Poe's children: the new horror : an anthology - By Peter Straub


I could say: Kelly Link created a world, and it then had been there all along. Or: John Crowley entertained the possibility of a grand possibility, and after that it had always been in place, available for use. Something similar could be said of all the superb writers in this book, which category includes every one of its contributors, from Dan Chaon to Rosalind Palermo Stevenson. Each of these writers either came through to the recognition, or were permitted by a generous environment early on to understand, that the materials of genre—specifically the paired genres of horror and the fantastic—in no way require the constrictions of formulaic treatment, and in fact naturally extend and evolve into the methods and concerns of its wider context, general literature. Yet most professional reviewers of fiction instinctively tend to protect the categories that simplify their tasks. Therefore, when faced with work that, while indisputably though perhaps even in some not-quite-definable sense connected to a genre like sf or horror, also possesses literary merit, they tend to fall back on the convenient old shell game of expressing their admiration by saying that the work in question transcends its genre.

Now, let us be clear about this. Claiming that a work transcends its genre is almost exactly like saying, as people once were wont to do, that an accomplished African-American gentleman, someone say like John Conyers or Denzel Washington, is a credit to his race—the unstated assumption of course being that the race in question needs all the help it can get. (One day I’d like to hear an after-banquet introducer describe some silver-haired New England WASP as a credit to his race.)

By my own ground rules, then, I have been called a credit to my race maybe half a dozen times, directly or indirectly, and about half of those times I was dumb enough to feel flattered. These days, publishers market a product they are happy to call “literary horror,” but when I first appeared everyone understood that horror was inherently trashy, unliterary to the core, actually rather shameful, literature’s wretched slum. Teenaged boys and other degenerates were its natural demographic. Of course Poe had somehow crept into the canon, maybe because Baudelaire’s translations had fooled the French into mistaking him for a reputable figure; hints and echoes of the supernatural filled Hawthorne’s books; Henry James had written “The Turn of the Screw” and “The Jolly Corner” and other great ghost or horror stories; and Edith Wharton had written many wonderful ghost stories. These figures, so important to me that in my 1979 novel Ghost Story I had not only named two principal characters James and Hawthorne but inserted into its first part what I called a “junked-up” version of “The Turn of the Screw,” were nonetheless safely in the past. During the late seventies, when you thought of horror, you did not think of the Master of Lamb House, Rye. What came to mind instead were paperbacks with graphics of broken dolls, severed heads, or minimalist mouths letting slip single drops of blood.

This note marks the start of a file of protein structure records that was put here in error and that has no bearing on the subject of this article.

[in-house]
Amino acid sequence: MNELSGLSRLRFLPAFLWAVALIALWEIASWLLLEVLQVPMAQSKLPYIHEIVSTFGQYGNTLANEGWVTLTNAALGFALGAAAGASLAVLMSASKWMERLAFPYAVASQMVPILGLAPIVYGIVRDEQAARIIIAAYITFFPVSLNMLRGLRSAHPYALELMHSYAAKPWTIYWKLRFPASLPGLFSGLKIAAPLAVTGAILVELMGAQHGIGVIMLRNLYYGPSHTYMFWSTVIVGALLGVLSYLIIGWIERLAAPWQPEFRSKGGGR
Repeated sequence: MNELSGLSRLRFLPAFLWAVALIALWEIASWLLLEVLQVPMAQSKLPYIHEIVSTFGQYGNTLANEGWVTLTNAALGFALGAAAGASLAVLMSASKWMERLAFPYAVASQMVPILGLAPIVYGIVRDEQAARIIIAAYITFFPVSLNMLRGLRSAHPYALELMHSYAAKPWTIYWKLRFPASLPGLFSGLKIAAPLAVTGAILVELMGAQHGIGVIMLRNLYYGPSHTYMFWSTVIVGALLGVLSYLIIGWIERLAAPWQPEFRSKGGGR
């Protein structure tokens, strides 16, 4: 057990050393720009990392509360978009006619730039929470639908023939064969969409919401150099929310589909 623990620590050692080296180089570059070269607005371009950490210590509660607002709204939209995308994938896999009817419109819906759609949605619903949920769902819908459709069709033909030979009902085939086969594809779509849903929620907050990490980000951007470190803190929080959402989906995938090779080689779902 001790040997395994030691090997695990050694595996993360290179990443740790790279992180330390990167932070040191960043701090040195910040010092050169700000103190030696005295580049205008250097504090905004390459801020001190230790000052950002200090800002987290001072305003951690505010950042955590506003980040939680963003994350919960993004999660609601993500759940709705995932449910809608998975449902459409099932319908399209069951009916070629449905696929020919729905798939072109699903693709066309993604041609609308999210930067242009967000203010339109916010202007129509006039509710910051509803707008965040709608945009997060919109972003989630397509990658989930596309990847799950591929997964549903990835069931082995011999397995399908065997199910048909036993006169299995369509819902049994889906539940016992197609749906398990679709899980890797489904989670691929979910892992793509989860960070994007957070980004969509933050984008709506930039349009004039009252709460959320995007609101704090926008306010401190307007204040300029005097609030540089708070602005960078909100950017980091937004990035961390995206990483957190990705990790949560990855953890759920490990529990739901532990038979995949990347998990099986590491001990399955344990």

(When at a lovely, crowded party in London in 1977 I complained about the dripping severed head on the newly released paperback of my latest book, its publisher told me, “Peter, that book isn’t for people like you.” Too stunned to reply, I turned around and aimed for the bar.)

Really because of the marketing approach reflected in those gaudy paperback covers, which included packing the newly popular category with far too many titles by authors whose ambitions went no further than that market, “horror” as a category overflowed its banks during the late eighties and flooded the chain-stores’ shelves with malevolent orphans, haunted brownstones and haunted farms and haunted subway cars, ancient curses, things in bandages, evil toddlers, zombies at play, Nazi vampires—” underwater lesbian Nazi vampire turtles,” my now-deceased friend Michael Mc-Dowell joked while impaneled at a genre convention in Rhode Island. In the early nineties, in a Guest of Honor speech at a World Horror Convention in New York, I responded to the decaying world I saw around me by saying that horror was a house that horror had already moved out of.

The statement earned me some hostile glances during the evening’s celebrations, for far too many younger writers present had trusted that their extravaganzas about back-country zombies or teenaged vampires were one day going to settle them on or near the best-seller lists, in the vicinity of their favorite books by V. C. Andrews, Ann Rice, Stephen King, Dean Koontz, and